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Just add a little auto wax and a cap of paint thinner to your tumbling media and tumble till all the paint thinner is gone and the brass looks nice. No possible damage to brass, nothing expensive to buy, no chance of ticking off a metallurgist :ph34r:. Within an hour, most of your stains from the brass having picked up some soot or surface "browning" will all be gone.

 

Then you can toss out the media, if you don't like having the wax in it. The paint thinner will evaporate. You might want to let the tumbler run outside or with good ventilation.

 

Anything faster acting is not necessary with smokeless loads. In fact, shiny brass is not necessary. Just clean.

 

Good luck, GJ

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I like to use TSP (Available at your local paint store) Buy the real stuff not the substitute.

TSP = Tri Sodium Phosphate.

 

A little bit in the water will strip off all the oil and loosen almost all the carbon from your brass.

Then tumble in your media.

When done it will be as clean as Philly Slims head! (And just as empty)

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Why do you worry about a few stains on your brass?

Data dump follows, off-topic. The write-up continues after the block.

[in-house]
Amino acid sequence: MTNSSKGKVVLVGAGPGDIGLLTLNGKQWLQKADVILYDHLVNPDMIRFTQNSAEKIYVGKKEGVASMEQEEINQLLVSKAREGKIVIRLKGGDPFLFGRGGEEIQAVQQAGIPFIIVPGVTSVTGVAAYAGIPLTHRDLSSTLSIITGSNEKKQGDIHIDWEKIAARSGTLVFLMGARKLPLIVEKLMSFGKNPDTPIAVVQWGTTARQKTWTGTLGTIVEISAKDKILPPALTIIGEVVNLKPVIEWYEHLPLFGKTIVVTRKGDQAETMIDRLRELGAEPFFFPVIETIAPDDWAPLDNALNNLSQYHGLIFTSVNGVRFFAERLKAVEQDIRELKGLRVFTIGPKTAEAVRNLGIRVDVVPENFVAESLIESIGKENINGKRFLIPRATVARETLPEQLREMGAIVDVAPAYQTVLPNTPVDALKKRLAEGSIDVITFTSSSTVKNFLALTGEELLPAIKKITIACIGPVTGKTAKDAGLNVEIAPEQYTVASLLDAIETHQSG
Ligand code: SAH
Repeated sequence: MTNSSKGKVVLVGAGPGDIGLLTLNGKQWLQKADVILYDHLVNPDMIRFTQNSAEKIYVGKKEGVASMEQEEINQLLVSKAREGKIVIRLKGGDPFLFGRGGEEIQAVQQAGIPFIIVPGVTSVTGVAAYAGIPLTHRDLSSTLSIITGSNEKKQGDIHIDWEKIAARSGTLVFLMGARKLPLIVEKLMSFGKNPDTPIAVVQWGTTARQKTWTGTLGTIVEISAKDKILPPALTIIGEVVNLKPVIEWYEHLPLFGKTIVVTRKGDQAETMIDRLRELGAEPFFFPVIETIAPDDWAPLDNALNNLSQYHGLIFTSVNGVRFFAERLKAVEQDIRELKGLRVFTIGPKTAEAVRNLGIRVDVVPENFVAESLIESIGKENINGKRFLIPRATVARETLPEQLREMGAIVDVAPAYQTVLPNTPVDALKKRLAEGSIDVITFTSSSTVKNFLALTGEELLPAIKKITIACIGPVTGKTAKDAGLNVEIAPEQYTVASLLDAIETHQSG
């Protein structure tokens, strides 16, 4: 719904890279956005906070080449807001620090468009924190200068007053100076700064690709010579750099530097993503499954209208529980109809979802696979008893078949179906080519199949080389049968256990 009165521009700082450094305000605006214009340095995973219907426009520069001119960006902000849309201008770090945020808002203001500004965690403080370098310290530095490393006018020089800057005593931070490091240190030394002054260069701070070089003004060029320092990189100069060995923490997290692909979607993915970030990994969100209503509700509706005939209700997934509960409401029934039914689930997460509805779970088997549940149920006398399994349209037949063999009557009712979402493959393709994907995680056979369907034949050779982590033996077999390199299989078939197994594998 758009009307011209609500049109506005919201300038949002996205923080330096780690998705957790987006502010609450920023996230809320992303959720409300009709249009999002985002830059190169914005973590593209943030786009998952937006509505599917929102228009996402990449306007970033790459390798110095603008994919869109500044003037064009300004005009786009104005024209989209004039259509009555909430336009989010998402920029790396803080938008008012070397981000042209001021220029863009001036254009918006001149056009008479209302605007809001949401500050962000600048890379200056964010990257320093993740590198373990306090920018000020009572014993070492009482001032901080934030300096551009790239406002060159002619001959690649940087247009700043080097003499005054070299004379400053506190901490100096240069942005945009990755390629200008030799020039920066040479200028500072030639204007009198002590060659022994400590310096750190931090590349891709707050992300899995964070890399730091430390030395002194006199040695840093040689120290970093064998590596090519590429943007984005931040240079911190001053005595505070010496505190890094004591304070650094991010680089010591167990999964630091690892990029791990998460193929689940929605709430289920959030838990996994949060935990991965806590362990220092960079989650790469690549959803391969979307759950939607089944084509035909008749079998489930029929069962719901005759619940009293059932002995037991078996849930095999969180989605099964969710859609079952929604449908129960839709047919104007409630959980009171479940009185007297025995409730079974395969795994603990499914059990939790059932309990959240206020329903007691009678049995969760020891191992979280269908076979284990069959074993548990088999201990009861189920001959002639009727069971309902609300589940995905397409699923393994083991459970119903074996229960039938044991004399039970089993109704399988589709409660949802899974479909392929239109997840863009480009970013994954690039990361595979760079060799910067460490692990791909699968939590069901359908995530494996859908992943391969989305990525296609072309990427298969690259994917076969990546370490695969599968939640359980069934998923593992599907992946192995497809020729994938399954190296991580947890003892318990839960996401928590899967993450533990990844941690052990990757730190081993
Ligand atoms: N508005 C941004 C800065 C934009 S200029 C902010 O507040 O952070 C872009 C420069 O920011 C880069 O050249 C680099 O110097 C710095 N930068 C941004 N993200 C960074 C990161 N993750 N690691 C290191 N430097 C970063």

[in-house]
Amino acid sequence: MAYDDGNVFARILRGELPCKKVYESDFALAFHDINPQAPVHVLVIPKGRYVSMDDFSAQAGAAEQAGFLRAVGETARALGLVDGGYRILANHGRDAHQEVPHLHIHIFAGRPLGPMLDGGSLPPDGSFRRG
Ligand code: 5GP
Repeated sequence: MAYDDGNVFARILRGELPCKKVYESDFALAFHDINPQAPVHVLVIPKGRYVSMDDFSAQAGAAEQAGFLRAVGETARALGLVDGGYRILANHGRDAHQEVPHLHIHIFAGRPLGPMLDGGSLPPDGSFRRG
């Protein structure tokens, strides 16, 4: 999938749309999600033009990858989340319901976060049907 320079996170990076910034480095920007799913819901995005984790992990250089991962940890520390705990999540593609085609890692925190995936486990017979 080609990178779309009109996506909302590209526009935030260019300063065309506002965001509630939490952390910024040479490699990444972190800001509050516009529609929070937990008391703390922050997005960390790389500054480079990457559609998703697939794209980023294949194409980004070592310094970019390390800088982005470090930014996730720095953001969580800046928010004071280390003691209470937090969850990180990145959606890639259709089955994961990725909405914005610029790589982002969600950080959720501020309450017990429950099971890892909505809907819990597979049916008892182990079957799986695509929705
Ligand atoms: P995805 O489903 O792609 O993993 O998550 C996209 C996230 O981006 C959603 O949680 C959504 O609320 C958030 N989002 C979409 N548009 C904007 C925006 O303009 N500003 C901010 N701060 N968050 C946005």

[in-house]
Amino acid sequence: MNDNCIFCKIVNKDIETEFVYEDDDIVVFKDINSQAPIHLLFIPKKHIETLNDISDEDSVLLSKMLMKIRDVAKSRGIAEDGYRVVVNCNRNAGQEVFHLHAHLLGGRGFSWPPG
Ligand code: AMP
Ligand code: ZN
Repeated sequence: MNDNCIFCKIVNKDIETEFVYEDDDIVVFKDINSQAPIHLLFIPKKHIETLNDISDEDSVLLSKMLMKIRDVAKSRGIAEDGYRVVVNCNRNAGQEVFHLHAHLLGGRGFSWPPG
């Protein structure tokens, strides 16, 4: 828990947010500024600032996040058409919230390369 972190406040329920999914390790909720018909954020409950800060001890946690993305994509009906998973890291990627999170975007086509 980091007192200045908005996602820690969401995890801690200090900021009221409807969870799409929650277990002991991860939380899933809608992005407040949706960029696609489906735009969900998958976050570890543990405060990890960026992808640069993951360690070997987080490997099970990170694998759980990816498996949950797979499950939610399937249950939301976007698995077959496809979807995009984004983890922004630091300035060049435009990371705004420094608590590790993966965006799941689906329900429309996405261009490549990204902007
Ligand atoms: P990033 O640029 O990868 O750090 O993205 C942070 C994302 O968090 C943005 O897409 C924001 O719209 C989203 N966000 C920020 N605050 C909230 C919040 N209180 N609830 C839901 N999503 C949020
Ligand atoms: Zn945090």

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When done it will be as clean as Philly Slims head! (And just as empty)

 

 

Hey, Sour Kraut says there's more rocks in there than..................wait, that ain't a good thing, is it? :blink:

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I know I'll get flamed for this but, combine the two. Put a couple of caps full of Brasso in your tumbling media. Let it vibrate around for a while until it's all "disolved" into the media. Toss in yer brass as normal and it'll come out as shiney as new.

 

(The flames will come from the matalugists in the crowd that say the amonia in the Brasso will weaken your cases. I guess I'm one of those old stubborn fools who say I've been doin' it for years with no problems so I'ma gonna keep on doin' it. ;) )

 

No flaming here. I've been doing that for 9 years now.

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+1 for brasso in the corn cob media and tumble a long time (all day). ;) If you prefer a satin finish, the Comet cleanser in the corn media will buff off the stains fairly quickly. B) No matter what. you basically need an strong abraisive added to the media to take off the stained metal. :o